WASHINGTON (AP) — In a quest to end cookie-cutter health care, U.S. researchers are getting ready to recruit more than 1 million people for an unprecedented study to learn how our genes, environments and lifestyles interact — and to finally customize ways to prevent and treat disease.
Why does one sibling get sick but not another? Why does a drug cure one patient but only cause nasty side effects in the next?
Finding out is a tall order. Today, diseases typically are treated based on what worked best in short studies of a few hundred or thousand patients.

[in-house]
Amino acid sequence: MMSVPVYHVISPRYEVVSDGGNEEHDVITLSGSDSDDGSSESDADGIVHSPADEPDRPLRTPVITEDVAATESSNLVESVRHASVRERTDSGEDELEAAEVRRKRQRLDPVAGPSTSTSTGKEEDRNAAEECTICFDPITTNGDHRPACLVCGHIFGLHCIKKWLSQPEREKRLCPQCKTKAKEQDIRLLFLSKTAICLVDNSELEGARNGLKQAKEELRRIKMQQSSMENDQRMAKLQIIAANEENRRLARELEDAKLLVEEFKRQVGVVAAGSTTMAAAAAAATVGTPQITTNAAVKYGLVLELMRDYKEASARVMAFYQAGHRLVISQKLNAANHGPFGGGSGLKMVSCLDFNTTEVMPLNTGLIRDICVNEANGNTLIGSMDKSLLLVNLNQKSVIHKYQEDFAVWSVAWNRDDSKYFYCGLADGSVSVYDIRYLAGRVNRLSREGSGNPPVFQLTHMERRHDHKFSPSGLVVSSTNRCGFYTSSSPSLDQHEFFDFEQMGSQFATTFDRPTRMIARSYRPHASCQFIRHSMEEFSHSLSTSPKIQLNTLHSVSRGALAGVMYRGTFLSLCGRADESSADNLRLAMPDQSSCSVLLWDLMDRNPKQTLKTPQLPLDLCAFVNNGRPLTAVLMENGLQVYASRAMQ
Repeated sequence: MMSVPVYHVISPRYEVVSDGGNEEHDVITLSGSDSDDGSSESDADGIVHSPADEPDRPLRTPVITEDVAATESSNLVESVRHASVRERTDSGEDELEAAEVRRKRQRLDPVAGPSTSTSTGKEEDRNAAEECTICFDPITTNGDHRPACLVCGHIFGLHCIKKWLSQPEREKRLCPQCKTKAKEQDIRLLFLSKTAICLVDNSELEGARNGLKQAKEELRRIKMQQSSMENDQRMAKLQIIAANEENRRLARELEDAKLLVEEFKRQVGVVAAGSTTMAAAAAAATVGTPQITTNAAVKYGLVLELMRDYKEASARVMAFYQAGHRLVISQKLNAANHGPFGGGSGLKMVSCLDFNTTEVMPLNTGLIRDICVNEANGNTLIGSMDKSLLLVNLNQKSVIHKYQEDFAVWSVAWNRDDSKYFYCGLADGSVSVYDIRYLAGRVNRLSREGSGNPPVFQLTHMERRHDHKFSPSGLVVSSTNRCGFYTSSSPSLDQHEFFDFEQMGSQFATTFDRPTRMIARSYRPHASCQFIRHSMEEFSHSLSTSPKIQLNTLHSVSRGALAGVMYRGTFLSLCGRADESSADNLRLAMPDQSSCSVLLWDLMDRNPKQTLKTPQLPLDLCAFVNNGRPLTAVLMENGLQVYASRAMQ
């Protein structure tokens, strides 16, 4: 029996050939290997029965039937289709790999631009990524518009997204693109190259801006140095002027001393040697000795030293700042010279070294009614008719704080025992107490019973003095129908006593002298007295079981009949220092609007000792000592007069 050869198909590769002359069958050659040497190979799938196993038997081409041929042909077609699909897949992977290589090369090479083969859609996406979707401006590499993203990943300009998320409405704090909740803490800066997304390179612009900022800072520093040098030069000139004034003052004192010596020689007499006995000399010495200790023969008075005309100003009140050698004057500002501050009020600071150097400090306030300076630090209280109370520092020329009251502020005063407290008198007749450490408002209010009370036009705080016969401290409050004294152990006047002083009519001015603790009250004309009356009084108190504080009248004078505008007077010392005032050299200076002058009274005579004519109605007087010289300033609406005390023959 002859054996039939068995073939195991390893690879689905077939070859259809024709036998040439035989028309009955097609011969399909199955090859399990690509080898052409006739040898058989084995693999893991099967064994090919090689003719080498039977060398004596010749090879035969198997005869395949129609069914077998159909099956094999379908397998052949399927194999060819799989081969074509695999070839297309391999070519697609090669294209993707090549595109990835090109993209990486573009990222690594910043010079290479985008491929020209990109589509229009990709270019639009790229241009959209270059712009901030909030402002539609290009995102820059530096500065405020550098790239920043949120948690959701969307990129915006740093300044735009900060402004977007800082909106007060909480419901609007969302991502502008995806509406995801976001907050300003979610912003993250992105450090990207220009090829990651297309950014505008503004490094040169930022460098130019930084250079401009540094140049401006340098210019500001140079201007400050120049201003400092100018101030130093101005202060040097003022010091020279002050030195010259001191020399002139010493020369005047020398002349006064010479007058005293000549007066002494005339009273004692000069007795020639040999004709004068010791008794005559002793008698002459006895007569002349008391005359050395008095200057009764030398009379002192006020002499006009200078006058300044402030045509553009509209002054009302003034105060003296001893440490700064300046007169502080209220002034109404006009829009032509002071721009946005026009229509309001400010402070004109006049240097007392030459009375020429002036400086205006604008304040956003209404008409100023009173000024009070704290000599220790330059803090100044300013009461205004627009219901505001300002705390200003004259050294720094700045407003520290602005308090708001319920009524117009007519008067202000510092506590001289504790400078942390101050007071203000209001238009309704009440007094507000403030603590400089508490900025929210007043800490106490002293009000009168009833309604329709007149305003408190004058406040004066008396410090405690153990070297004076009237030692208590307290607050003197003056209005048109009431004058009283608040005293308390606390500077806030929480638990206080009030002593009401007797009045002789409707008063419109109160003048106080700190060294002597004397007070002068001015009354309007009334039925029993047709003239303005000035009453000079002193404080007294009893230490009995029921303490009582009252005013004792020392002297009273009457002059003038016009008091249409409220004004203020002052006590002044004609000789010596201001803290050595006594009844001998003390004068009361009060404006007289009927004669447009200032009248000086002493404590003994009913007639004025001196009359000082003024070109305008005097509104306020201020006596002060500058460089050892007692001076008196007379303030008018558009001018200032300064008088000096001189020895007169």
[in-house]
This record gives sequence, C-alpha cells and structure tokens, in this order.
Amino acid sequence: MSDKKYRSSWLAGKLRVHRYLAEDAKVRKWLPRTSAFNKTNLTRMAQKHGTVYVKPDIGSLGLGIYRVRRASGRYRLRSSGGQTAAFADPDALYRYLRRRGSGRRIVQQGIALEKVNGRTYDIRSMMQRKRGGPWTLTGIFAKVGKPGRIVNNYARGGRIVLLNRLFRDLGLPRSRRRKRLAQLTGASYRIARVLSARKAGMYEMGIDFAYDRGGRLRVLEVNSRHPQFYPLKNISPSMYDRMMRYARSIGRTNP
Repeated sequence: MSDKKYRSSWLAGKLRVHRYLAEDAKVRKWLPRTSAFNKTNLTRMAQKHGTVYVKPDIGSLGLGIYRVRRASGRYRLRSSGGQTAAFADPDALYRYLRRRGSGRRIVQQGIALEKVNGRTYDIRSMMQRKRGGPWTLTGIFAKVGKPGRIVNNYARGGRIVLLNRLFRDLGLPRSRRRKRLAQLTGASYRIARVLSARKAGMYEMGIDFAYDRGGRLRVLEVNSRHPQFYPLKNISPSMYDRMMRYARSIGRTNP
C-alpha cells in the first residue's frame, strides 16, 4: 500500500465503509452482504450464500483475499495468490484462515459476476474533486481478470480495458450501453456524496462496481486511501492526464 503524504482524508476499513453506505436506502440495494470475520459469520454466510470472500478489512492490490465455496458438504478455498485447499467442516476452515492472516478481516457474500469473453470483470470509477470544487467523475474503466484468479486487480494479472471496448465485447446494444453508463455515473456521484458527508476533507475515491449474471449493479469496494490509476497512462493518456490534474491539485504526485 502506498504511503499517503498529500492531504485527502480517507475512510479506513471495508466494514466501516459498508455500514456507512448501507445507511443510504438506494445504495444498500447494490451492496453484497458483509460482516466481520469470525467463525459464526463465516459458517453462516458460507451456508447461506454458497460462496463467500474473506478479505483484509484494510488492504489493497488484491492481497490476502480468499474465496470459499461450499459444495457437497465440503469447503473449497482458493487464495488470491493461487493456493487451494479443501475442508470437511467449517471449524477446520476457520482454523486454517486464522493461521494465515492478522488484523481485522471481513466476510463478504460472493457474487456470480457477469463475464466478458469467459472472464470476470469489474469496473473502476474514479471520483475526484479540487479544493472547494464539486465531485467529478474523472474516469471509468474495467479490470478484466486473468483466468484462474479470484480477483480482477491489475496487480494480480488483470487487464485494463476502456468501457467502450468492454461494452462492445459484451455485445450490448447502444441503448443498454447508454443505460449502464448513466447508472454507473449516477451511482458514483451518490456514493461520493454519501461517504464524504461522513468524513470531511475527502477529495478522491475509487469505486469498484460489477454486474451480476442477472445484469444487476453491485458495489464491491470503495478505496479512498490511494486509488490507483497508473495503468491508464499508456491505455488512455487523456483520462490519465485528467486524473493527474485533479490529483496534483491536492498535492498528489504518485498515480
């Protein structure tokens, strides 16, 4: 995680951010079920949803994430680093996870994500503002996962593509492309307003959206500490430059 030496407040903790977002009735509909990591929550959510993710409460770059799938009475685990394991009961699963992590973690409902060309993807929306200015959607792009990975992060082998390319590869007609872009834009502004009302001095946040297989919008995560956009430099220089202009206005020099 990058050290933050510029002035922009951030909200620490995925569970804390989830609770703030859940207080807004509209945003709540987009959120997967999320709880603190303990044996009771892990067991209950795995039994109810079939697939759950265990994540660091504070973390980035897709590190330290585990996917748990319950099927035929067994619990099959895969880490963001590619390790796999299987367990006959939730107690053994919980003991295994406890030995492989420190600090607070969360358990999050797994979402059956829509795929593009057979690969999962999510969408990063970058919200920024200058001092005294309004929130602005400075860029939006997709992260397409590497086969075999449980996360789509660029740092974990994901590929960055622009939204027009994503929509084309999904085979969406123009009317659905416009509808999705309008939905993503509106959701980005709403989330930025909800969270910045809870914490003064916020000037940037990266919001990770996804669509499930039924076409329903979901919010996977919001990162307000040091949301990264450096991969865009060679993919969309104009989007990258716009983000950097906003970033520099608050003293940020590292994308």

"We depend on the average, the one-size-fits-all approach because it's the best we've got," said Dr. Francis Collins, director of the National Institutes of Health…
By Lauran Neergaard, Associated Press
Sep 25, 2017